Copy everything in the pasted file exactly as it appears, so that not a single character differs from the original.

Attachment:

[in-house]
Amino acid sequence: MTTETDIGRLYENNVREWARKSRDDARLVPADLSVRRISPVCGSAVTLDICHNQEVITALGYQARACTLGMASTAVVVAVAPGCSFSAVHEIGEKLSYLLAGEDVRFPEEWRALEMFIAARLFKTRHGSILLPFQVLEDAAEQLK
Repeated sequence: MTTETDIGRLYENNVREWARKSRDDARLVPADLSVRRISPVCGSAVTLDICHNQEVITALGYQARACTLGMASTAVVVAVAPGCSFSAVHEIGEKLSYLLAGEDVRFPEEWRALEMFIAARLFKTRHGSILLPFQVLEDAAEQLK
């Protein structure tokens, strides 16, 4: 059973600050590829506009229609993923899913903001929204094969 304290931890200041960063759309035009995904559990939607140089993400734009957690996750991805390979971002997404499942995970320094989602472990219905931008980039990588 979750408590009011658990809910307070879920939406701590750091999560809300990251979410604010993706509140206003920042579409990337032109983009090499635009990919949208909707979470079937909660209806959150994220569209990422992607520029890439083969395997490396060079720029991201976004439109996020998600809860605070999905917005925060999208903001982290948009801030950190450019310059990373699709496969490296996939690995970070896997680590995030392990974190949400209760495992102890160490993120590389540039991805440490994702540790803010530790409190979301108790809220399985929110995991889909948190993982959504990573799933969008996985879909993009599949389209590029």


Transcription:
[in-house]
Amino acid sequence: MTTETDIGRLYENNVREWARKSRDDARLVPADLSVRRISPVCGSAVTLDICHNQEVITALGYQARACTLGMASTAVVVAVAPGCSFSAVHEIGEKLSYLLAGEDVRFPEEWRALEMFIAARLFKTRHGSILLPFQVLEDAAEQLK
Repeated sequence: MTTETDIGRLYENNVREWARKSRDDARLVPADLSVRRISPVCGSAVTLDICHNQEVITALGYQARACTLGMASTAVVVAVAPGCSFSAVHEIGEKLSYLLAGEDVRFPEEWRALEMFIAARLFKTRHGSILLPFQVLEDAAEQLK
């Protein structure tokens, strides 16, 4: 059973600050590829506009229609993923899913903001929204094969 304290931890200041960063759309035009995904559990939607140089993400734009957690996750991805390979971002997404499942995970320094989602472990219905931008980039990588 979750408590009011658990809910307070879920939406701590750091999560809300990251979410604010993706509140206003920042579409990337032109983009090499635009990919949208909707979470079937909660209806959150994220569209990422992607520029890439083969395997490396060079720029991201976004439109996020998600809860605070999905917005925060999208903001982290948009801030950190450019310059990373699709496969490296996939690995970070896997680590995030392990974190949400209760495992102890160490993120590389540039991805440490994702540790803010530790409190979301108790809220399985929110995991889909948190993982959504990573799933969008996985879909993009599949389209590029």